Khin Yi said there were in total about 1.33 million “Bengalis” in Burma and an estimated 300,000 people had been counted as such in the census. In Arakan State, he said, only 20,000 of the estimated 1.05 million “Bengali” population in the state had been included in the census.

Census collection  winds down
Myanmar Times - 25 April 2014
Nearly all data collection for the national census is set to end this week but debate over the process is likely to continue as the government moves on to analysing the results – a process that will begin in the first half of May. 

The major problems occurred in Rakhine State, where enumerators refused to accept data from Muslims who wanted to self-identify as Rohingya, and Kachin State, where the census could not be conducted in areas controlled by the Kachin Independence Army. The Ministry of Immigration and Population said the decision on self-identification was taken because allowing Muslims to identify as “Rohingya” could create “serious problems” in the state and elsewhere, because many perceive it as a step toward granting them citizenship.....

International observers reported that the process “went smoothly” in most parts of the country, apart from Rakhine State. “The events in Rakhine state had cast a cloud over what was otherwise appears to have been a promising census,” said UNFPA representative for Myanmar Janet Jackson. The positive reports are only “preliminary” assessments, however. “A more conclusive report is in preparation", the statement said.

Ministry of Immigration and Population officials have dismissed most of the criticisms, with some last week describing the process as “very successful”. More than 90 percent of the population has already been counted and officials say they are working to gather the “missing” data in Rakhine and Kachin states.

Derek Tonkin writes: There was never likely to be a right time to hold the census, and with general elections planned in late 2015 it was better to complete the task now rather than postpone it, possibly indefinitely. International groups which criticised the holding of the census are unlikely to admit that their worst fears have not been realised. No one expected a completely trouble free exercise and provided the technical objectives of the census are independently judged to have been substantially achieved, then the decision to go ahead with the census would seem to have been fully justified.

2014 Nationwide Census covers nearly 11 million households
New Light of Myanmar - 23 April 2014
According to the Ministry of Immigration and Population, the 12-day census process covered 10,719,887 households altogether. Attempts were made to disrupt the census in some 231 villages in Kachin State, and 110 villages remain to be counted. In Rakhine State there has also been some technical delay in the counting process. A further statement would be issued in due course.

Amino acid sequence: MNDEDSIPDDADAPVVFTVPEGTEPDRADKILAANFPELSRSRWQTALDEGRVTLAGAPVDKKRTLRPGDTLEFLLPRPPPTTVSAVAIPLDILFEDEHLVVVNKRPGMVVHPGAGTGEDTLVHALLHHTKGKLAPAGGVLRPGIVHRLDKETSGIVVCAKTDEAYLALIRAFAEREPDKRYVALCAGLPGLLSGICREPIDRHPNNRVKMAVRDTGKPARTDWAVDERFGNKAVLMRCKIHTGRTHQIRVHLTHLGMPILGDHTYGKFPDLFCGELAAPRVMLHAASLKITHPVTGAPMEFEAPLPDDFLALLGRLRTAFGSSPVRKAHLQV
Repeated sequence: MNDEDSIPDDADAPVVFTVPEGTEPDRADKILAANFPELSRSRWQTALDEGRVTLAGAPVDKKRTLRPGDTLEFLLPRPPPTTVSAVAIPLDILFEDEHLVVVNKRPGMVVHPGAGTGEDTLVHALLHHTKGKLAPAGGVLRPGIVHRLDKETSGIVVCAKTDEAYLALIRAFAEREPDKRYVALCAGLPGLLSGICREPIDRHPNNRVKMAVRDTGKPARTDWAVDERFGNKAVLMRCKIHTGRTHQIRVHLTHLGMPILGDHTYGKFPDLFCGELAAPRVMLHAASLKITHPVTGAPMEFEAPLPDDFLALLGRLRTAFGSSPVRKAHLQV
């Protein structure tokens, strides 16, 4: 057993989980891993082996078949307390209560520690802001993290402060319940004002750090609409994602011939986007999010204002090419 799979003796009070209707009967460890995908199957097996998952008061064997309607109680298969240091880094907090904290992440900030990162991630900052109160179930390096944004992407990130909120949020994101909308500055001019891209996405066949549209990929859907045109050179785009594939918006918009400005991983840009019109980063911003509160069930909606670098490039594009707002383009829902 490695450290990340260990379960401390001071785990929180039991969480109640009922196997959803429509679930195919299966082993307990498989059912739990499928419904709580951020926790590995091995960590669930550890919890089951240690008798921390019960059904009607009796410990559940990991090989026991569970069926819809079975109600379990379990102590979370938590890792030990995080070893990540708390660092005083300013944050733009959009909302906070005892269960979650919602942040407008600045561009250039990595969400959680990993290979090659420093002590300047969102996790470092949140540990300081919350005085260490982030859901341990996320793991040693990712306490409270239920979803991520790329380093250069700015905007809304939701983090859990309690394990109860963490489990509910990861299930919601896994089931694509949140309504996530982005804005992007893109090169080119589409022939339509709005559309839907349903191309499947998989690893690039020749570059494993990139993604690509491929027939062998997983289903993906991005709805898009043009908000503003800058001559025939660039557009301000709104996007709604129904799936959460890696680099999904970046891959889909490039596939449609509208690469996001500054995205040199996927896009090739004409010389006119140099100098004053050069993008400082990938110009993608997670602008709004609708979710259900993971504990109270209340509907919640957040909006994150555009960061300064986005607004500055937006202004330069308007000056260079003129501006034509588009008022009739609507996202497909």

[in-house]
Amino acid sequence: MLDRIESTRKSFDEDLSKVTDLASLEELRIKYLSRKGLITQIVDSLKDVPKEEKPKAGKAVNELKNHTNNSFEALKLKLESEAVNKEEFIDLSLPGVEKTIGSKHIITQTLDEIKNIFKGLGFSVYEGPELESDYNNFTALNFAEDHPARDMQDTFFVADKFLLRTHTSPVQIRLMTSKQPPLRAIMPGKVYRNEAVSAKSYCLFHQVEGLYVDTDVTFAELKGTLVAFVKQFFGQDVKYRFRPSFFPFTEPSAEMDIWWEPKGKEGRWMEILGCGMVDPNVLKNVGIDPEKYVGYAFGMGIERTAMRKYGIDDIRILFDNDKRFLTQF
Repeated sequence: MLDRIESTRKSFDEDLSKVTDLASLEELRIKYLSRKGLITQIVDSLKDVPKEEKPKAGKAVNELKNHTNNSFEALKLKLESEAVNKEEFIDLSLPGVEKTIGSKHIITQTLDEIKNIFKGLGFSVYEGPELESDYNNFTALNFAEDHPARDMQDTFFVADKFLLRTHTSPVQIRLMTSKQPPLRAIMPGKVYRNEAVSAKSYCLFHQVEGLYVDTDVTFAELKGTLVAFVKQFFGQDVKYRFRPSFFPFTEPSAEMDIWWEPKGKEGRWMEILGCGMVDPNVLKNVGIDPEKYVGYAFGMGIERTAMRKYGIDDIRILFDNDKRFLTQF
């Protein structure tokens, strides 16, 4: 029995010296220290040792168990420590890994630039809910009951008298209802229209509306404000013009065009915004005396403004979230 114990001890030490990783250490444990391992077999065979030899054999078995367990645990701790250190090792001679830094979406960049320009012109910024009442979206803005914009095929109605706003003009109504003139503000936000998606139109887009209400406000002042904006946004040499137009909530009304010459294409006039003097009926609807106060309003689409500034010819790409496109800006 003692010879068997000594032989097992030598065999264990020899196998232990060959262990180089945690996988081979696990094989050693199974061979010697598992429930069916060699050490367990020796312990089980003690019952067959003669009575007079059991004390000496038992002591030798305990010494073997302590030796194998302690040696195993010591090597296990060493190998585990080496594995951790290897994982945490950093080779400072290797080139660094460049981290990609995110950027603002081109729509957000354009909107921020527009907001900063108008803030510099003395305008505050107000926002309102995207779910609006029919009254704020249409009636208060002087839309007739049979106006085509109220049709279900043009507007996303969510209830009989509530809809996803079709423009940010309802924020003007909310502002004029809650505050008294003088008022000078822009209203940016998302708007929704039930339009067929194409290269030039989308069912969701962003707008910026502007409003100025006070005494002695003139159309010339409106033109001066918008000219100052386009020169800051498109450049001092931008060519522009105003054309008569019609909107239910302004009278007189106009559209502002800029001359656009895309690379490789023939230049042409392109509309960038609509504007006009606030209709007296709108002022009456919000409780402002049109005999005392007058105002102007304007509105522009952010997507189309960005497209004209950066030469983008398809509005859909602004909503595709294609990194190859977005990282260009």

Government accuses UK of interfering in Rakhine
Myanmar Times - 10 April 2014
Presidential spokesperson U Ye Htut has accused Britain of interfering in Myanmar's internal affairs after it summoned the Myanmar Ambassador in an effort to convince the government to allow humanitarian aid activities to resume in Rakhine State.

"The president has already explained to the secretary-general of the UN [Ban Ki-moon] that the government has taken the necessary measures to ensure the safety and protection of all international organisations [working in Rakhine State]," U Ye Htut said. "So we don't need to say anything more."

U Ye Htut, who is also a deputy minister for information, also took issue with Britain's usage of the term "Rohingya" in a statement issued following the meeting with the ambassador. He said no official documents from the British colonial period had ever referred to Muslims in Rakhine State as Rohingya. "It's unreasonable for the British to now urge recognition of the term," he said. "It appears they are trying to intervene in our internal affairs and we don't accept it."

Derek Tonkin examines the British experience in coping with the Muslim issue in Arakan in their censuses [1872, 1881, 1901, 1911, 1921, 1931, 1941]

Deep concern expressed about conduct of the census
FCO Press Release - 7 April 2014
"Minister for Asia, the Rt Hon Hugo Swire MP, summoned the Burmese Ambassador to the Foreign and Commonwealth Office on 7 April. He called on the Burmese Government urgently to restore humanitarian access to all communities in need, and to ensure the security of humanitarian aid workers and all communities in Rakhine State.

"He also expressed the Government’s deep concern about the conduct of the census - in particular the reversal of the Burmese Government’s commitment to allow the Rohingya to self-identify their ethnicity. We have repeatedly urged the Burmese Government to ensure the conduct of the census meets international norms and standards. We are engaging in further discussions, together with the UN and other donors, on further steps we might take."

Myanmar: Quintana comments on the current census
OHCHR News - 7 April 2014
In further comment on the situation in Rakhine State, UN Special Rapporteur Tomás Ojea Quintana  said that self-identification for the Rohingya has been at the root of some protests in the past in Rakhine State that led to violence and human rights violations and abuses for which there is yet to be accountability. “The ongoing census risks this cycle repeating itself. Self-identification should constitute a pillar of the collection of ethnically disaggregated data. It is related to respect for the rights of individuals to assert their own identity. To deny self-identification is therefore a violation of human rights.”